WarpX simulation of a laser-plasma accelerator, using cutting-edge algorithmic methods such as mesh refinement (green box) to zoom the spatial resolution around the accelerated electron beam (white).

High-performance computing, the cornerstone of AMP’s activities, holds transformative potential in many areas. From exascale computing, data science, and artificial intelligence/ machine learning to the realization of quantum computing, these advancements in computational power are poised to revolutionize numerous scientific disciplines. This includes modeling particle beams, particle accelerators, plasma science, fusion devices, and more, promising a future of unprecedented possibilities.

Our approach is a testament to the power of interdisciplinary collaboration, bringing together physicists, applied mathematicians, computer scientists, and software developers. This diverse team is united in its pursuit of greater fidelity, as proven analytically and through experimental benchmarking; higher efficiency, enabling us to delve into greater detail with the computational resources at our disposal; and the continuous enhancement and integration of codes for ever more comprehensive multiphysics modeling.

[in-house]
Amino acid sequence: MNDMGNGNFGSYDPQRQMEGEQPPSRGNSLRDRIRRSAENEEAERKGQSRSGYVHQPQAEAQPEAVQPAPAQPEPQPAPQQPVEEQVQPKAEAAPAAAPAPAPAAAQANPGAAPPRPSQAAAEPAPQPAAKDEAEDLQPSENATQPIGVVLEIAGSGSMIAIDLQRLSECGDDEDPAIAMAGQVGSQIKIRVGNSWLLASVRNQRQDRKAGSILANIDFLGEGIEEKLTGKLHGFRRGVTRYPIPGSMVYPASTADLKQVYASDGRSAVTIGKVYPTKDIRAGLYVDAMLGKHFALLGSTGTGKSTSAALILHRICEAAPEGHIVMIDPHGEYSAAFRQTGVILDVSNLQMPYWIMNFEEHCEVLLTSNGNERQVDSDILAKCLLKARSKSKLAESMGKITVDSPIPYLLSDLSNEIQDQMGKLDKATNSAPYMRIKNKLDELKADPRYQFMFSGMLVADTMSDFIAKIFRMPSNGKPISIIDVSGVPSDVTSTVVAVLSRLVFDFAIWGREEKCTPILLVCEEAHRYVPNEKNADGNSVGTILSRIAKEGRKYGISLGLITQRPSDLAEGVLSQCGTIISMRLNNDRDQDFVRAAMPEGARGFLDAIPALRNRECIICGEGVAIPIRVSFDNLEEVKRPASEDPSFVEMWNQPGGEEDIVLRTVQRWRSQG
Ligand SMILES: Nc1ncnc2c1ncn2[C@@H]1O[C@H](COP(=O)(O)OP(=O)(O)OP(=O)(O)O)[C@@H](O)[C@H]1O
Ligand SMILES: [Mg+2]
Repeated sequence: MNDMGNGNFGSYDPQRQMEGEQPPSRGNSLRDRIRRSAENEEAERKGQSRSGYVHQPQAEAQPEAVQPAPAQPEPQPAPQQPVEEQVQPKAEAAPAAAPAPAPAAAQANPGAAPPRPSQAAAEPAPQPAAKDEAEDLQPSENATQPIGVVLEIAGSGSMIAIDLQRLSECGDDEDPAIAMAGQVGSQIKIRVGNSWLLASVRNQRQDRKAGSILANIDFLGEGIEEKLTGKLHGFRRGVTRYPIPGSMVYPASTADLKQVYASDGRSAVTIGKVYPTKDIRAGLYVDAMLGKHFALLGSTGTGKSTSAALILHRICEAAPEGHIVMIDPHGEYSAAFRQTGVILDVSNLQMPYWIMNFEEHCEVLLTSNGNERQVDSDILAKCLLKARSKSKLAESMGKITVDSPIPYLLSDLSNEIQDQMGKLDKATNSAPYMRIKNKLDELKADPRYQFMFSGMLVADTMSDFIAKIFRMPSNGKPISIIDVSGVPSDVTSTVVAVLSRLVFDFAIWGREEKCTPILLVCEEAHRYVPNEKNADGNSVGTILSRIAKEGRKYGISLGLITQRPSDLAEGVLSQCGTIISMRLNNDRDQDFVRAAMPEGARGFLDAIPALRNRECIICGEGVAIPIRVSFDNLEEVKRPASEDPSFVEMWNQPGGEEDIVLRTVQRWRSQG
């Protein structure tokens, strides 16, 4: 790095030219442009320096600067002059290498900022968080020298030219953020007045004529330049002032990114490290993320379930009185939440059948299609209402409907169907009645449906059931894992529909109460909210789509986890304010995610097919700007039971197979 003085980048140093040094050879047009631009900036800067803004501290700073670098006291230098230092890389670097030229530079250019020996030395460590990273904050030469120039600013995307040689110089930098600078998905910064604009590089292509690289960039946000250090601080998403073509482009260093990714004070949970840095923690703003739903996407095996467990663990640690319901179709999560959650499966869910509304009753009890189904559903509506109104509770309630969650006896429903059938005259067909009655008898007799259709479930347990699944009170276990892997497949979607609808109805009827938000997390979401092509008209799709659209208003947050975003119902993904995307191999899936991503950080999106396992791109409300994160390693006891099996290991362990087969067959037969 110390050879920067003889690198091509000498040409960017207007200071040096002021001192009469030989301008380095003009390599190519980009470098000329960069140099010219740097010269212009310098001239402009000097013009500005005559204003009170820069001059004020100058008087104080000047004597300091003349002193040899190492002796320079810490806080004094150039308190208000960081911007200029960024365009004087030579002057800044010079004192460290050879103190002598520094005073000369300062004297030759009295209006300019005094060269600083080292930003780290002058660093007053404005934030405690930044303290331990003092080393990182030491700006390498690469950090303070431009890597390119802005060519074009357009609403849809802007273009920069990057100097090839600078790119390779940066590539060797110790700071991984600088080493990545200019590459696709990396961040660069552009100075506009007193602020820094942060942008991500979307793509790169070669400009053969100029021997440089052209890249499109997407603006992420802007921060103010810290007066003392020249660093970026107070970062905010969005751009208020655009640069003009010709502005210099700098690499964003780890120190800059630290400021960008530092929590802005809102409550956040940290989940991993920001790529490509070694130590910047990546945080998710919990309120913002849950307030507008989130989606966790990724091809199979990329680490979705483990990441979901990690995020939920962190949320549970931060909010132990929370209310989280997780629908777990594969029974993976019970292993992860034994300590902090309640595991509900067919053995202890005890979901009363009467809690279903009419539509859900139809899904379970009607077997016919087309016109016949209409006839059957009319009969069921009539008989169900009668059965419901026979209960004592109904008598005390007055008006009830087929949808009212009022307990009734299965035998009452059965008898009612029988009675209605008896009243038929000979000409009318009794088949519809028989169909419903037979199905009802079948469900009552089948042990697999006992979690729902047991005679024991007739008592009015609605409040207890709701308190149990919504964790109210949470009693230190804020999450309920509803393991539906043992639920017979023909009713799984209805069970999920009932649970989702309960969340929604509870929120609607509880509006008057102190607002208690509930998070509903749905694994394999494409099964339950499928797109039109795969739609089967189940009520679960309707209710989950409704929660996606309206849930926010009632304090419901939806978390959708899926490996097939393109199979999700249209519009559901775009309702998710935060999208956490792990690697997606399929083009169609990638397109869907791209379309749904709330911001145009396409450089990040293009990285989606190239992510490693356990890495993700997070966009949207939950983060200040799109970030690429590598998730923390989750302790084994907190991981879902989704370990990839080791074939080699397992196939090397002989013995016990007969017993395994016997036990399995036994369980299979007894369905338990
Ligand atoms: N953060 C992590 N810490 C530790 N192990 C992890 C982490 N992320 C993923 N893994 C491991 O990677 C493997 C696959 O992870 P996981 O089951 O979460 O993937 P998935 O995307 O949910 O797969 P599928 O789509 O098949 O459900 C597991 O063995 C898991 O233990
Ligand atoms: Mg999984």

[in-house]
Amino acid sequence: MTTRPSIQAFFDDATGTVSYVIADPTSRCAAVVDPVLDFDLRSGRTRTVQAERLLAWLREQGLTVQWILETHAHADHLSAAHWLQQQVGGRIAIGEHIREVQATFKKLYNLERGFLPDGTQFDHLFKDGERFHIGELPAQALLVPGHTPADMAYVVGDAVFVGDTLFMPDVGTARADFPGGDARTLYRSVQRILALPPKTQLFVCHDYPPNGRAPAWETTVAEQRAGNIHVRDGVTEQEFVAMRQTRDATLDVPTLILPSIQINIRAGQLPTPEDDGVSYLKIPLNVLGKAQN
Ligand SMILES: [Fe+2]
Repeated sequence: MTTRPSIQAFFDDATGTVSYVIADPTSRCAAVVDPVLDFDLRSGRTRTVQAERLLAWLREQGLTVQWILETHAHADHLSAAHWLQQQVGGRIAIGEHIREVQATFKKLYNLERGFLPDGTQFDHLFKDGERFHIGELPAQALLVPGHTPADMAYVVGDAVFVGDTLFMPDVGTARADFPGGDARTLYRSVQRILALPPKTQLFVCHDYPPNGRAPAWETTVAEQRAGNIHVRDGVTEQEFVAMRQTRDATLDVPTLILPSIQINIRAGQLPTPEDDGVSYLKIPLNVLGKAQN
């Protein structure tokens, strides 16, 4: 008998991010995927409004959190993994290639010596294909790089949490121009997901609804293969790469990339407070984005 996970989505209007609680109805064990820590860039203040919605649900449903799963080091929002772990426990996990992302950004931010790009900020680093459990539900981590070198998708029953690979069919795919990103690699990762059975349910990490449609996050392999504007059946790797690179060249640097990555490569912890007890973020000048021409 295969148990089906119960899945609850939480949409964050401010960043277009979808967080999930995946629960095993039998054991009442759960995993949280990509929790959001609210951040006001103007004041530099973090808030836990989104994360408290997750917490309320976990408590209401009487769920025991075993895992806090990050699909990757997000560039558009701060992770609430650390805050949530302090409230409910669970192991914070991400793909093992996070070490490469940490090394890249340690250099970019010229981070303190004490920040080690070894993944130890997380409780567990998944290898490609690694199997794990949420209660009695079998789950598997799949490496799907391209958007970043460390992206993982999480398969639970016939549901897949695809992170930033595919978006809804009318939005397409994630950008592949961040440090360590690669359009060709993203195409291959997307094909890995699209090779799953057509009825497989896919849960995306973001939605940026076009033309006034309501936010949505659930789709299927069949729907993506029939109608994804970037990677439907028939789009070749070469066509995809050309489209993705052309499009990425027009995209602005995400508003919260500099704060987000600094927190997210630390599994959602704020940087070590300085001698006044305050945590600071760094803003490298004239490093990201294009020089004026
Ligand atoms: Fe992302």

Illustration of improvement with and without use of a Lorentz-boosted frame of reference

Simulation in a Lorentz-boosted frame of reference (top) brings orders of magnitude speed-up compared to simulations in the laboratory frame (bottom) without loss of accuracy.

Our commitment to scientific excellence is matched only by our dedication to pushing the boundaries of technology. We are active partners in and early adopters of performance-portable algorithm design and implementation, petabyte-scale data I/O, research into AI/ML methods, autonomous optimization, scalable in situ algorithms and visualization, workflow development, usability, benchmarking and performance tuning, and sustainable open software engineering.

Berkeley Lab, our home, is a strategic advantage for our endeavors. It houses invaluable central resources for modeling and simulation, including a robust and highly collaborative Computing Sciences Area and the National Energy Research Supercomputing Center.